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A concussion is a mild traumatic brain injury (TBI). The word comes from the Latin concutere, which means "to shake violently." A concussion is most often caused by a sudden direct blow or bump to the head. It can occur after an impact to head or after a whiplash-type injury that causes head and brain to shake quickly back and forth. A concussion results in an altered mental state that may include becoming unconscious. Anyone can become injured during a fall, car accident, or any other daily activity. Active participation in impact sports such as football or boxing, have an increased risk of getting a concussion.
Concussions are usually not life-threatening, but they can cause serious symptoms that require medical treatment. Effects are usually temporary but can include headaches and problems with concentration, memory, balance and coordination. A concussion is different from a contusion. A concussion specifically affects your brain, but contusions are bruises. Contusions can occur on your head, but they aren’t typically serious and tend to resolve within several days.
Concussions can be tricky to diagnose. Signs may not appear for days or weeks after the injury. Some symptoms last for just seconds; others may linger. Concussions are fairly common. But it's important to recognize the signs of a concussion so you can take the proper steps to treat the injury. There are some common physical, mental, and emotional symptoms a person may display following a concussion. Signs of traumatic brain injury include:
Confusion or feeling dazed
Nausea or vomiting
Balance problems or dizziness
Sensitivity to light
Sensitivity to noise
Ringing in ears
Irritability or other behavior or personality changes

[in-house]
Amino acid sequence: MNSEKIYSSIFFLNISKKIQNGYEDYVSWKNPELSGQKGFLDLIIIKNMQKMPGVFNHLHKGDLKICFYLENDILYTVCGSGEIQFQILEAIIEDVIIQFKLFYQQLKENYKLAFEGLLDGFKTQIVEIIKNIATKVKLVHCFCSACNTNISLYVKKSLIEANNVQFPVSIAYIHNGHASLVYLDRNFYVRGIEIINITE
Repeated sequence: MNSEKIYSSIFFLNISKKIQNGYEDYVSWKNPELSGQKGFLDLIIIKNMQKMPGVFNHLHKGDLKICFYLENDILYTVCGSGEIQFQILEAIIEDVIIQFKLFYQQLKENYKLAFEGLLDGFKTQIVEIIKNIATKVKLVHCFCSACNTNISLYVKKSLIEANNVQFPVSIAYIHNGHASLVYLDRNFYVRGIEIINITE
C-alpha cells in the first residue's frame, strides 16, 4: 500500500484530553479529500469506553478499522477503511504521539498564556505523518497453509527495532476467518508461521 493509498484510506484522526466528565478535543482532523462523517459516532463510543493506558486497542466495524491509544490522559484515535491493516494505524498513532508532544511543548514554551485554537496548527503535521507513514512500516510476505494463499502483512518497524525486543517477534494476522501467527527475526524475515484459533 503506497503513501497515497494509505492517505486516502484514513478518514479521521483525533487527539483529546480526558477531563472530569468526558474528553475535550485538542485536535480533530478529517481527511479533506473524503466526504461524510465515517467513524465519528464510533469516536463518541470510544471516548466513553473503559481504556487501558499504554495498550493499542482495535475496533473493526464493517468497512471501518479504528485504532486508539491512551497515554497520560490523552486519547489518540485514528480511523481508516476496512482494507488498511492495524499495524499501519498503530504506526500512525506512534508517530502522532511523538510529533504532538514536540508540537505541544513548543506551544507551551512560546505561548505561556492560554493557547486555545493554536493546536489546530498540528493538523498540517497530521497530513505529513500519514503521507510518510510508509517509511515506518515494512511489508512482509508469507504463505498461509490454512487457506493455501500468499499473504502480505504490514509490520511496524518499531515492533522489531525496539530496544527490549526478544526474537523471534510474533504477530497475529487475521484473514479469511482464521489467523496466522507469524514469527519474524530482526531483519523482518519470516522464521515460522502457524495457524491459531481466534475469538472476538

Loss of memory
Fatigue or sleepiness
Loss of consciousness
Forgetfulness such as repeating yourself
Slowed response to questions
Problems with sleep
Problems with taste or smell
Brain tissue is soft and squishy. It’s surrounded by cerebrospinal fluid, which acts as a cushion between it and the hard protective exterior, the skull. A concussion occurs when our brain bounces or twists inside the skull or experiences rapid, whiplash-type back and forth movement that causes it to collide with the inside of your skull. This brain movement stretches and damages brain cells and leads to chemical changes in the brain.
These injuries cause brain not to function normally for a brief period of time and result in the signs and symptoms of concussion. Motor vehicle accidents falls, and sports injuries are common causes of concussions. Any sport that involves contact can result in a concussion. Among children, most concussions happen on the playground, while bike riding, or when playing sports such as football, basketball, ice hockey, wrestling, or soccer.
Treatment for a concussion depends on the severity of your symptoms. A patient suffering from concussion might need surgery or other medical procedures if he or she experiences, bleeding in the brain, swelling of the brain or a serious injury to the brain. However, most concussions don’t require surgery or any major medical treatment.